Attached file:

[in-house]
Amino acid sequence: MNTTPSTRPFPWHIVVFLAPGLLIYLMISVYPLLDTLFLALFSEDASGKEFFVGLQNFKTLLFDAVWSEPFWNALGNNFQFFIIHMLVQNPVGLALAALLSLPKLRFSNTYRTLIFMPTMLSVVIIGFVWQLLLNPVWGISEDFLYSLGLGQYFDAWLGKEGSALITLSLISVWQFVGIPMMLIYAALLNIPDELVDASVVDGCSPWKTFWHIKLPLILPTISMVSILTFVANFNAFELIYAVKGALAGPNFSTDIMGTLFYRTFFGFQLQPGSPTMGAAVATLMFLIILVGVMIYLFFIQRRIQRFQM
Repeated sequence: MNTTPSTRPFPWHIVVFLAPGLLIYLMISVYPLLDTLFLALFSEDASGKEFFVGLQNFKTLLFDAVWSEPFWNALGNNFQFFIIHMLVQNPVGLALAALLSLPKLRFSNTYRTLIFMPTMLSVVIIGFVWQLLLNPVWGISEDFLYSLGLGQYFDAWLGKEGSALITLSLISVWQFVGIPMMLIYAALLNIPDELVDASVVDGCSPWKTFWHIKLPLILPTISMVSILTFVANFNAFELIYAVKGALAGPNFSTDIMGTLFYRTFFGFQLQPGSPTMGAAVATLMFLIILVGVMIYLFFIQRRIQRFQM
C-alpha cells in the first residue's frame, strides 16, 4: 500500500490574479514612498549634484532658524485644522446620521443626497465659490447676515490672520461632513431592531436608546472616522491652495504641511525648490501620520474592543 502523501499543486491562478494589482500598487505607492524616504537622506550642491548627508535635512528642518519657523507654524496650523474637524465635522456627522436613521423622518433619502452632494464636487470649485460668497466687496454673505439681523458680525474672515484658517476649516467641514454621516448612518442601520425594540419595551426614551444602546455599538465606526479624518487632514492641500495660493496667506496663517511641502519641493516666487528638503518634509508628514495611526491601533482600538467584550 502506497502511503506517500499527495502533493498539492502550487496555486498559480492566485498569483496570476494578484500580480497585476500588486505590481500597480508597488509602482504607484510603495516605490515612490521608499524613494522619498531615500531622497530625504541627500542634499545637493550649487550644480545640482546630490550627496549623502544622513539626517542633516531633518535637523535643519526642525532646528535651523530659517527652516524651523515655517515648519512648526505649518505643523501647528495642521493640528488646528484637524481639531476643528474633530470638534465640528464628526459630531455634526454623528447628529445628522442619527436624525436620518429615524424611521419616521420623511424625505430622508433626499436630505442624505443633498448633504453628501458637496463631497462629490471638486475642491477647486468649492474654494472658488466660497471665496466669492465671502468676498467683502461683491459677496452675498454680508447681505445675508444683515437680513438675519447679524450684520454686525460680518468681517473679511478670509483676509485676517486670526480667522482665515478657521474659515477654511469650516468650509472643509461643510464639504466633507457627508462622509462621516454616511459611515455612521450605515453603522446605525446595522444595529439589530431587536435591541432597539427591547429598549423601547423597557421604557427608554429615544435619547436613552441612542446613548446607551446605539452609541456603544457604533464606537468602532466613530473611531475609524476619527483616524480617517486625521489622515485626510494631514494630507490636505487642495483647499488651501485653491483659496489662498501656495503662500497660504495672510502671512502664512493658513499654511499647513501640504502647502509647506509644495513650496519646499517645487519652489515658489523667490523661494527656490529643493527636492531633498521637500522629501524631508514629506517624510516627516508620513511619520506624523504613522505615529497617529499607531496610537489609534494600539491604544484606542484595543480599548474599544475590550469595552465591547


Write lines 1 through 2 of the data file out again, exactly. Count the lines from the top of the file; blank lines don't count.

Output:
[in-house]
Amino acid sequence: MNTTPSTRPFPWHIVVFLAPGLLIYLMISVYPLLDTLFLALFSEDASGKEFFVGLQNFKTLLFDAVWSEPFWNALGNNFQFFIIHMLVQNPVGLALAALLSLPKLRFSNTYRTLIFMPTMLSVVIIGFVWQLLLNPVWGISEDFLYSLGLGQYFDAWLGKEGSALITLSLISVWQFVGIPMMLIYAALLNIPDELVDASVVDGCSPWKTFWHIKLPLILPTISMVSILTFVANFNAFELIYAVKGALAGPNFSTDIMGTLFYRTFFGFQLQPGSPTMGAAVATLMFLIILVGVMIYLFFIQRRIQRFQM